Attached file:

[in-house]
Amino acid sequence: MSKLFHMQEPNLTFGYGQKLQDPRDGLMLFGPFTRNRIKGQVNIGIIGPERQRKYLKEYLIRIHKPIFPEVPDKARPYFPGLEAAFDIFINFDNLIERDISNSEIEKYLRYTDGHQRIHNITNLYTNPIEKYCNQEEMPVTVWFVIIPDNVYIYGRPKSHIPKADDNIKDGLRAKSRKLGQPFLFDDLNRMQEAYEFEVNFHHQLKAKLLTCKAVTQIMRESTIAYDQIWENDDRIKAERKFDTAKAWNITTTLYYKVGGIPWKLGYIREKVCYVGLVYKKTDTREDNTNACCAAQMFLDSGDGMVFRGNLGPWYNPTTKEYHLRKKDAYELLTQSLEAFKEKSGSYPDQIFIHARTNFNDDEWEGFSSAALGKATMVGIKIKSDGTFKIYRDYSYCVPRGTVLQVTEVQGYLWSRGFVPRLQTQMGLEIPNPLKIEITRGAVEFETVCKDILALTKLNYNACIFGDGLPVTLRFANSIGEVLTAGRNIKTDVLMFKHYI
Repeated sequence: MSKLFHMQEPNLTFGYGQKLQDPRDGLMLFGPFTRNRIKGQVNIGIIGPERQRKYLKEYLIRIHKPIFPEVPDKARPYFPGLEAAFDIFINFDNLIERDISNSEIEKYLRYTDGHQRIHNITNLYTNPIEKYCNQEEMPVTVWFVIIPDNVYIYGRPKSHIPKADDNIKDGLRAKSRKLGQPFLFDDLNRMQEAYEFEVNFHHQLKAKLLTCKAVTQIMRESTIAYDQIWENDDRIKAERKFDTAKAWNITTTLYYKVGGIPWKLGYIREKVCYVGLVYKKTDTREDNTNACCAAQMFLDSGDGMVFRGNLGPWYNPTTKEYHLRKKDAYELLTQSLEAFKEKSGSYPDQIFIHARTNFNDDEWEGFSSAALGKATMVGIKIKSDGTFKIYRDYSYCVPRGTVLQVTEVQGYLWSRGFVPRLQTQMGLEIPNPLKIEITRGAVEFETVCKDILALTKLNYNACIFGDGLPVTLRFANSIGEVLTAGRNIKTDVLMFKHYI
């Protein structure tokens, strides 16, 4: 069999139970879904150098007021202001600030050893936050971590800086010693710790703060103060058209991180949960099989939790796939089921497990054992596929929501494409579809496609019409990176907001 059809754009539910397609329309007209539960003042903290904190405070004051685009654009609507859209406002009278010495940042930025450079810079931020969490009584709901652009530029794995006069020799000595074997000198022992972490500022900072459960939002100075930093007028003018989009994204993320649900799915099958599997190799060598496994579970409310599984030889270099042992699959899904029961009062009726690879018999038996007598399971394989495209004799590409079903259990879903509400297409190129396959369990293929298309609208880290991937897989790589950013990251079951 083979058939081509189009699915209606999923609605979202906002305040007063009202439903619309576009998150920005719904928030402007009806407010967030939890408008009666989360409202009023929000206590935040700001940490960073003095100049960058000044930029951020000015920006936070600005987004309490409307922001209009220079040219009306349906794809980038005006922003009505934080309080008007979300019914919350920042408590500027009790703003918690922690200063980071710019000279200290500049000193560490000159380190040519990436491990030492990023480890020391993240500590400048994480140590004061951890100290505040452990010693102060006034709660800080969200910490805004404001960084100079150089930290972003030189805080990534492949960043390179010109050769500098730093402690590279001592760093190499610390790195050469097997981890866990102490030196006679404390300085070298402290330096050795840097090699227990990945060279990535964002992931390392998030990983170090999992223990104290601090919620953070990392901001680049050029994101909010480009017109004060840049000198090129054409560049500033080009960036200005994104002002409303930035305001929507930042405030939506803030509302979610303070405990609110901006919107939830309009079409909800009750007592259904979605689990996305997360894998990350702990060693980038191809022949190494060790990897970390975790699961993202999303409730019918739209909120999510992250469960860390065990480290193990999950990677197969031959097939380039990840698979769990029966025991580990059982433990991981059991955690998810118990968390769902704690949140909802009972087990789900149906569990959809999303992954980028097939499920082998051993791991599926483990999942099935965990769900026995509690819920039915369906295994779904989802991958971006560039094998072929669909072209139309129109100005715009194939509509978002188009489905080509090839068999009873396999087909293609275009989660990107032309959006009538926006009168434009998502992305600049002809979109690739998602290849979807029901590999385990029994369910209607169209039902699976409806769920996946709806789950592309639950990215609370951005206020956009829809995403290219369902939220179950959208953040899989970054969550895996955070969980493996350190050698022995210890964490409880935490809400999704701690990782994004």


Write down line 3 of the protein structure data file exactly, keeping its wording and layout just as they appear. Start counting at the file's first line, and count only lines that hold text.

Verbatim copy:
Repeated sequence: MSKLFHMQEPNLTFGYGQKLQDPRDGLMLFGPFTRNRIKGQVNIGIIGPERQRKYLKEYLIRIHKPIFPEVPDKARPYFPGLEAAFDIFINFDNLIERDISNSEIEKYLRYTDGHQRIHNITNLYTNPIEKYCNQEEMPVTVWFVIIPDNVYIYGRPKSHIPKADDNIKDGLRAKSRKLGQPFLFDDLNRMQEAYEFEVNFHHQLKAKLLTCKAVTQIMRESTIAYDQIWENDDRIKAERKFDTAKAWNITTTLYYKVGGIPWKLGYIREKVCYVGLVYKKTDTREDNTNACCAAQMFLDSGDGMVFRGNLGPWYNPTTKEYHLRKKDAYELLTQSLEAFKEKSGSYPDQIFIHARTNFNDDEWEGFSSAALGKATMVGIKIKSDGTFKIYRDYSYCVPRGTVLQVTEVQGYLWSRGFVPRLQTQMGLEIPNPLKIEITRGAVEFETVCKDILALTKLNYNACIFGDGLPVTLRFANSIGEVLTAGRNIKTDVLMFKHYI